Free Energy- “Stuck on Nothing” and a slew of upcoming Awesomeness

March 12, 2010

It’s easy to make fun of anything  related to cheese rocker Meat Loaf, but he had a lyric in his “comeback” hit of the nineties, “I would do anything for love,” in which he sang, “some days I pray for silence, and some days I pray for soul. Some days I just pray to the God of sex, and drums, and rock and roll” (of course, I always thought he said “drugs,” but every lyric printed that I find says “drums”–go figure). Ah, Meat Loaf.

I’m segueing from that into reviewing the excellent new album by Free Energy, “Stuck on Nothing,” which sounds absolutely nothing like Meat Loaf. But what Meat Loaf bluntly and adequately termed in the above-mentioned lyric is encapsulated in sound throughout “Stuck on Nothing.” Free Energy channels Cheap Trick, Thin Lizzy, and Tom Petty the way that Gaslight Anthem channeled Bruce Springsteen and The Replacements with “The ’59 Sound.” That is to say, they nod to their glorious and unbridled rock and roll past with obvious homages to and inspirations from it in crafting unique, original and wholly their own great rock music. I was playing the album in my car last night, and friends of mine thought it was Weezer–so I guess sonically, there are some similarities there as well,though I didn’t hear it myself at first. The riff on “Bang Pop” is very Weezer-like upon  further reflections, but where Weezer seemed like some  amalgamation of ’50s mainstream and  ’80s alternative, Free Energy is undeniably ’70s with their lyrics, chords, and choruses. Free Energy, like a lot of the most fun, great rock and roll, seem to invoke an eternal Friday night where we’re all 18, cruising around with friends, in search of a great party. Like a reviewer for Rolling Stone mentioned, the guys in the band have probably watched “Dazed and Confused” more than a few times.

So, it’s been a really great year for music already and IT’S ONLY MARCH. We got excellent new work from Vampire Weekend, Spoon, The Watson Twins, The Ravenna Colt (the new band by ex-My Morning Jacket guitarist, and on par with MMJ), Joanna Newsom, a great mixtape from soon-to-be-superstar J Cole (the warm up, officially posted the last day of ’09), a new single from Lupe, a mixtape from Talib Kweli and DJ Hi Tek, a single from Lil Wayne that contained Eminem’s best verse in 8 years or so, the return of blues-jazz–hip hop prototype Gil Scott Heron, and the last “American Recordings” installment from Johnny Cash and Rick Rubin. Looking at the releases slated to appear March through June astounded me, it’s as if 90 percent of all great working pop musicians are throwing new stuff out over the next couple of months: Erykah Badu and Ghost,Meth,and Rae release work this month as do the Drive By Truckers (The Big to Do!). In April, Talib Kweli and DJ Hi Tek drop “Revolutions Per Minute.” In May, there are new albums by Tom Petty and the Heartbreakers, The Hold Steady, Courtyard Hounds (The Dixie Chicks w/o Natalie Maines), The New Pornographers, and The National. In June, The Gaslight Anthem (who claimed to have used The Clash and a slew of other classic Brit rock as the road map this time around) and Against Me! release new work. Lupe Fiasco’s “Lazers” is finally due out this summer as well…and the list will grow, I’m sure.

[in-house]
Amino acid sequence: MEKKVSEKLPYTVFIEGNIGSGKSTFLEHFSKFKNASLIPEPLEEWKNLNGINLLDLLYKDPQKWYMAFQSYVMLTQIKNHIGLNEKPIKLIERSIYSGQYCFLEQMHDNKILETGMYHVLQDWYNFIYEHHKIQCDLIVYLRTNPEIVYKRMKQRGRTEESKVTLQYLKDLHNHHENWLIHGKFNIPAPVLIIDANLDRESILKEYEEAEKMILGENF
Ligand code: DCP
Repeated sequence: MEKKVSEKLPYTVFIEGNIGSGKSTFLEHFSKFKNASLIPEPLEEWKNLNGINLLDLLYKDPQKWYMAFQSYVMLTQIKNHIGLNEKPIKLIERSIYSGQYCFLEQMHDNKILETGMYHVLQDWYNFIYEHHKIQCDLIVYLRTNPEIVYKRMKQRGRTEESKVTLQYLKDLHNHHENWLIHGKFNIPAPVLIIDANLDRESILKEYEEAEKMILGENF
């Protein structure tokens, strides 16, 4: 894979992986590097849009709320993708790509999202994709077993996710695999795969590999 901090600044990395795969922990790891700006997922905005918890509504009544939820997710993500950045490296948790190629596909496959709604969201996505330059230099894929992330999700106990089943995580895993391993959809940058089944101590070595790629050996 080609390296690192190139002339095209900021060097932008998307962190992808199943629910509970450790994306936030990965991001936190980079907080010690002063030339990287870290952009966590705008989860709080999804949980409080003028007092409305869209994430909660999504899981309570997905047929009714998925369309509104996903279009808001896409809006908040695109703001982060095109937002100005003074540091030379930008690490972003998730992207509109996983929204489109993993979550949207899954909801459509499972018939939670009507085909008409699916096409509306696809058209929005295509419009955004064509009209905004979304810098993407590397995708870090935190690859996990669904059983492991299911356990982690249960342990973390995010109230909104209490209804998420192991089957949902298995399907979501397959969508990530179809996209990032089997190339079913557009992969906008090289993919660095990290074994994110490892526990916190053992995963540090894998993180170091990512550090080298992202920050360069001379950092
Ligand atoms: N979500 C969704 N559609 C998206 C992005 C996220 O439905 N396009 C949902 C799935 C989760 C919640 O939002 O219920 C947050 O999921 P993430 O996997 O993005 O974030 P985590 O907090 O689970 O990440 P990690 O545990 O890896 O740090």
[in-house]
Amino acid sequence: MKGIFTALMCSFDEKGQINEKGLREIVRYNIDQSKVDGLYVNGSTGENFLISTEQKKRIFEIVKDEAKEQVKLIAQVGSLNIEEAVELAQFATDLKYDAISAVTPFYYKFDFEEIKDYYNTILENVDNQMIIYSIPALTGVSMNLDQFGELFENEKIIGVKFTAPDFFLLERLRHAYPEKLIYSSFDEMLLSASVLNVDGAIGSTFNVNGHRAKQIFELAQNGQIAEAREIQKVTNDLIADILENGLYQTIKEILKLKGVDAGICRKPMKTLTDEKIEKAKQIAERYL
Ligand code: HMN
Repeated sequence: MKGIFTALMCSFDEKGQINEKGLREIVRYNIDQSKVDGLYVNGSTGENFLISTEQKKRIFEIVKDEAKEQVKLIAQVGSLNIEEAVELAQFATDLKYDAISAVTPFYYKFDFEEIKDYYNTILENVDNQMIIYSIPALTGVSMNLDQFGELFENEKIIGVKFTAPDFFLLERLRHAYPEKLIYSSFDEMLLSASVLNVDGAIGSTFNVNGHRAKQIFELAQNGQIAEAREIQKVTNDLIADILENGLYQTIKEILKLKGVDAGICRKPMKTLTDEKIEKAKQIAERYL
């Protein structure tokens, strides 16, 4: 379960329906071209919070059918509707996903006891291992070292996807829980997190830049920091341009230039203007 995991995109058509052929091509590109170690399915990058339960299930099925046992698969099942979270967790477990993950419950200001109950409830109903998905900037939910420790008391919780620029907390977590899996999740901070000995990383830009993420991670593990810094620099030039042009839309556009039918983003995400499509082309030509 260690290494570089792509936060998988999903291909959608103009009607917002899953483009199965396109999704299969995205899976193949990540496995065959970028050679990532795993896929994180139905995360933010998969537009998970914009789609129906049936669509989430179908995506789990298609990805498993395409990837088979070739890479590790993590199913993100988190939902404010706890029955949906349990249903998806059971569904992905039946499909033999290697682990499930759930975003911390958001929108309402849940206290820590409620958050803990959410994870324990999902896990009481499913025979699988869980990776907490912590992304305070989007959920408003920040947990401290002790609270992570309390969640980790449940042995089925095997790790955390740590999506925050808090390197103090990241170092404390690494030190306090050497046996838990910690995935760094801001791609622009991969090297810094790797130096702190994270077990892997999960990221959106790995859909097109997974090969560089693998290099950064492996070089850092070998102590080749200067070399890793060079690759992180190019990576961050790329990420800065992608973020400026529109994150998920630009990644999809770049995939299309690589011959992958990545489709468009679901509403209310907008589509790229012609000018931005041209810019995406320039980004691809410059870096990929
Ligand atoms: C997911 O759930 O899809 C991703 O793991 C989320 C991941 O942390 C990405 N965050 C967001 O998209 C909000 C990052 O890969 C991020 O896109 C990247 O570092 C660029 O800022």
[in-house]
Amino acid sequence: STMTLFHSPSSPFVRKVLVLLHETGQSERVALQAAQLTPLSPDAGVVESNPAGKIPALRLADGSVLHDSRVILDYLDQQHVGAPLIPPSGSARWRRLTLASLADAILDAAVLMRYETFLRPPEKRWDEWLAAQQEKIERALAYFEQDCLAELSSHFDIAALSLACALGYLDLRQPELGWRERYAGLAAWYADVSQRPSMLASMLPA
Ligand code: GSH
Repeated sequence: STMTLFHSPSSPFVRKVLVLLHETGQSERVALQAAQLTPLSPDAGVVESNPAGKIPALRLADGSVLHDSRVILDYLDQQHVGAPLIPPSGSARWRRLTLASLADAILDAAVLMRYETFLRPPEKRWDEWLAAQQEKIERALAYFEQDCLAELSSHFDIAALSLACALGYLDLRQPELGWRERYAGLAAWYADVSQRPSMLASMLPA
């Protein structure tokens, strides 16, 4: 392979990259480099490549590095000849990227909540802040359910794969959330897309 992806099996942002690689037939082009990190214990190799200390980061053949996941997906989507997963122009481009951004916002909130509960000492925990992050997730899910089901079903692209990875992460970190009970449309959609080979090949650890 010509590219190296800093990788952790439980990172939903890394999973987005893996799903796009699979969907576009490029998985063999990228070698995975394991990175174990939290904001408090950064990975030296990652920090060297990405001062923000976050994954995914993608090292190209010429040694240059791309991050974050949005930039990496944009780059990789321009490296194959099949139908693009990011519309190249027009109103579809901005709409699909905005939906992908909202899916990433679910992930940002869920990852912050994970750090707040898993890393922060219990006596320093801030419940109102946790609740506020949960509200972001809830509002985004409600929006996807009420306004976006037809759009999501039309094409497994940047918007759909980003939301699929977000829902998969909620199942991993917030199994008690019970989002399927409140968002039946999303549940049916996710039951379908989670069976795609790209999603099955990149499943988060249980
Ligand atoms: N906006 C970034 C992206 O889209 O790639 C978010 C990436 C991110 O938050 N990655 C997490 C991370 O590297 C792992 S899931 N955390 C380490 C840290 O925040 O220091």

Awhile back, on a discussion board aimed at saving a local indie record shop (which seems to have worked in some fashion), someone posted that “record companies need to focus on releasing material worth buying, that’s the main problem.” Often there are folks like that, envisioning a golden past in which all new releases were glorious in contrast with a vast emptiness in the current market. It’s true that in the ’60s there were more mainstream classical works, albums that appealed to both the music press and the casual fan, and that appeared on the radio to boot. A decade in which The Beatles, The Rolling Stones, Johnny Cash, Miles Davis, John Coltrane, Nina Simone, The Grateful Dead, Bob Dylan and so on, all produced lasting, classic, artistic music is hard to beat. Yet every decade has had it’s fair share of garbage and diamonds as well, and today is no different. There are more quality albums of rock, hip hop, jazz, blues, electronic, country and R&B than most of us could hope to afford being released each year–you just have to look for it. The radio won’t force feed it to you, and sometimes it’s certainly not mainstream. This year there’s more than enough opportunity to tune in to great music, so do so–because music matters.

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